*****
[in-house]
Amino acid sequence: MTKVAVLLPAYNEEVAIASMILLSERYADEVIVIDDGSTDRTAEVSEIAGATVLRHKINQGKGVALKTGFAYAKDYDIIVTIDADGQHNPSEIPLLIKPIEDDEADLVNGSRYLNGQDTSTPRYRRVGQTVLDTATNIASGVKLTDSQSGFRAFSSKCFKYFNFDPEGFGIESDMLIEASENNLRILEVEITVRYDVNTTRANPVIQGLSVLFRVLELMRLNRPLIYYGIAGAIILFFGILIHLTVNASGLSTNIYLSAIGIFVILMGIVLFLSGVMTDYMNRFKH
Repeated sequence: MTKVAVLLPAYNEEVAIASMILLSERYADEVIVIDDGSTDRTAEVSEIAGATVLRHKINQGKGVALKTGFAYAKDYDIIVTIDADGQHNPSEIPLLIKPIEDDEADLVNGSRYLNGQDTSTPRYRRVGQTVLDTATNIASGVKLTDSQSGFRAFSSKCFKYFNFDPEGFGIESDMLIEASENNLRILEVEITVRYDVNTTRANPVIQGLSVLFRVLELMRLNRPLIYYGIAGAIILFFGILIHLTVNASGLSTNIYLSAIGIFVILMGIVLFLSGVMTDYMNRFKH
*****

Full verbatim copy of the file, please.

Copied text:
[in-house]
Amino acid sequence: MTKVAVLLPAYNEEVAIASMILLSERYADEVIVIDDGSTDRTAEVSEIAGATVLRHKINQGKGVALKTGFAYAKDYDIIVTIDADGQHNPSEIPLLIKPIEDDEADLVNGSRYLNGQDTSTPRYRRVGQTVLDTATNIASGVKLTDSQSGFRAFSSKCFKYFNFDPEGFGIESDMLIEASENNLRILEVEITVRYDVNTTRANPVIQGLSVLFRVLELMRLNRPLIYYGIAGAIILFFGILIHLTVNASGLSTNIYLSAIGIFVILMGIVLFLSGVMTDYMNRFKH
Repeated sequence: MTKVAVLLPAYNEEVAIASMILLSERYADEVIVIDDGSTDRTAEVSEIAGATVLRHKINQGKGVALKTGFAYAKDYDIIVTIDADGQHNPSEIPLLIKPIEDDEADLVNGSRYLNGQDTSTPRYRRVGQTVLDTATNIASGVKLTDSQSGFRAFSSKCFKYFNFDPEGFGIESDMLIEASENNLRILEVEITVRYDVNTTRANPVIQGLSVLFRVLELMRLNRPLIYYGIAGAIILFFGILIHLTVNASGLSTNIYLSAIGIFVILMGIVLFLSGVMTDYMNRFKH